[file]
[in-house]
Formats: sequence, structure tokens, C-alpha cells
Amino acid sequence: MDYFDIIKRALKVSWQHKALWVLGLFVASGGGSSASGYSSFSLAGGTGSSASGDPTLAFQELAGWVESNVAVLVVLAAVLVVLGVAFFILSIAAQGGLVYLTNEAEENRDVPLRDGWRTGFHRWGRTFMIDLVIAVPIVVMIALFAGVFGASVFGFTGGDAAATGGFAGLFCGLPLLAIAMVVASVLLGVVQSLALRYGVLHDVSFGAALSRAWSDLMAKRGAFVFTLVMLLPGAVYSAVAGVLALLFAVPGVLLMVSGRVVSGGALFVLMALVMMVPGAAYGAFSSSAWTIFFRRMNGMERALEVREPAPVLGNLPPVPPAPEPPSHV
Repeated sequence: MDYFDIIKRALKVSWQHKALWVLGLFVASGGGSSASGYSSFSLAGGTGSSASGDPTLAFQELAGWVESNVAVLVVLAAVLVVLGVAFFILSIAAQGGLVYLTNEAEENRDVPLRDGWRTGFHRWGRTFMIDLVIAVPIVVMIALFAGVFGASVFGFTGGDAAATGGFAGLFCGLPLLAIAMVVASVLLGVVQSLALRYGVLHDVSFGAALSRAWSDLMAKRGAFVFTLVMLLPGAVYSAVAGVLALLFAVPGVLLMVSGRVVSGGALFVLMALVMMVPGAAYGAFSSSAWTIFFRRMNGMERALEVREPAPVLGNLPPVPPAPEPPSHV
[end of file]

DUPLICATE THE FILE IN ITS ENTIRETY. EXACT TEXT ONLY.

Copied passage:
[in-house]
Formats: sequence, structure tokens, C-alpha cells
Amino acid sequence: MDYFDIIKRALKVSWQHKALWVLGLFVASGGGSSASGYSSFSLAGGTGSSASGDPTLAFQELAGWVESNVAVLVVLAAVLVVLGVAFFILSIAAQGGLVYLTNEAEENRDVPLRDGWRTGFHRWGRTFMIDLVIAVPIVVMIALFAGVFGASVFGFTGGDAAATGGFAGLFCGLPLLAIAMVVASVLLGVVQSLALRYGVLHDVSFGAALSRAWSDLMAKRGAFVFTLVMLLPGAVYSAVAGVLALLFAVPGVLLMVSGRVVSGGALFVLMALVMMVPGAAYGAFSSSAWTIFFRRMNGMERALEVREPAPVLGNLPPVPPAPEPPSHV
Repeated sequence: MDYFDIIKRALKVSWQHKALWVLGLFVASGGGSSASGYSSFSLAGGTGSSASGDPTLAFQELAGWVESNVAVLVVLAAVLVVLGVAFFILSIAAQGGLVYLTNEAEENRDVPLRDGWRTGFHRWGRTFMIDLVIAVPIVVMIALFAGVFGASVFGFTGGDAAATGGFAGLFCGLPLLAIAMVVASVLLGVVQSLALRYGVLHDVSFGAALSRAWSDLMAKRGAFVFTLVMLLPGAVYSAVAGVLALLFAVPGVLLMVSGRVVSGGALFVLMALVMMVPGAAYGAFSSSAWTIFFRRMNGMERALEVREPAPVLGNLPPVPPAPEPPSHV